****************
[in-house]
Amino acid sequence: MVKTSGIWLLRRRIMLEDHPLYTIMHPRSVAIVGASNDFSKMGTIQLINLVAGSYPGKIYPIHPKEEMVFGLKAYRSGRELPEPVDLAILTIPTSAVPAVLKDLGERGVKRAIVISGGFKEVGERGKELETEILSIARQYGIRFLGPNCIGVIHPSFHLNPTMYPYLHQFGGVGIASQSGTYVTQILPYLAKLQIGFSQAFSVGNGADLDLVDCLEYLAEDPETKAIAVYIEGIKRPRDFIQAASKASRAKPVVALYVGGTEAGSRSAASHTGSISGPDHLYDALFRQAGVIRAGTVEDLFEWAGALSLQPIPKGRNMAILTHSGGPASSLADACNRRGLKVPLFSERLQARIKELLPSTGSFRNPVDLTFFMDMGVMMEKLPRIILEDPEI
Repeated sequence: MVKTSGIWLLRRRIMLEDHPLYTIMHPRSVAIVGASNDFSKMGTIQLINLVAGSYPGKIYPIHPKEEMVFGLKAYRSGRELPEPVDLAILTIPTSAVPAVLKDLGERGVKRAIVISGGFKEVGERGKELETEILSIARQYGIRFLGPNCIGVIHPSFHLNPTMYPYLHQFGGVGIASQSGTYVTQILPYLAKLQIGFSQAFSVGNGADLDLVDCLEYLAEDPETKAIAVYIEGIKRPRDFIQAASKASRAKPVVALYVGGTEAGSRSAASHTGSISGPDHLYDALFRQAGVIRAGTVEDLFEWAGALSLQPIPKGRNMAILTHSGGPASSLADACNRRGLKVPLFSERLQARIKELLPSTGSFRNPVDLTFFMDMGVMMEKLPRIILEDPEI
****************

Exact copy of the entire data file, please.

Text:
[in-house]
Amino acid sequence: MVKTSGIWLLRRRIMLEDHPLYTIMHPRSVAIVGASNDFSKMGTIQLINLVAGSYPGKIYPIHPKEEMVFGLKAYRSGRELPEPVDLAILTIPTSAVPAVLKDLGERGVKRAIVISGGFKEVGERGKELETEILSIARQYGIRFLGPNCIGVIHPSFHLNPTMYPYLHQFGGVGIASQSGTYVTQILPYLAKLQIGFSQAFSVGNGADLDLVDCLEYLAEDPETKAIAVYIEGIKRPRDFIQAASKASRAKPVVALYVGGTEAGSRSAASHTGSISGPDHLYDALFRQAGVIRAGTVEDLFEWAGALSLQPIPKGRNMAILTHSGGPASSLADACNRRGLKVPLFSERLQARIKELLPSTGSFRNPVDLTFFMDMGVMMEKLPRIILEDPEI
Repeated sequence: MVKTSGIWLLRRRIMLEDHPLYTIMHPRSVAIVGASNDFSKMGTIQLINLVAGSYPGKIYPIHPKEEMVFGLKAYRSGRELPEPVDLAILTIPTSAVPAVLKDLGERGVKRAIVISGGFKEVGERGKELETEILSIARQYGIRFLGPNCIGVIHPSFHLNPTMYPYLHQFGGVGIASQSGTYVTQILPYLAKLQIGFSQAFSVGNGADLDLVDCLEYLAEDPETKAIAVYIEGIKRPRDFIQAASKASRAKPVVALYVGGTEAGSRSAASHTGSISGPDHLYDALFRQAGVIRAGTVEDLFEWAGALSLQPIPKGRNMAILTHSGGPASSLADACNRRGLKVPLFSERLQARIKELLPSTGSFRNPVDLTFFMDMGVMMEKLPRIILEDPEI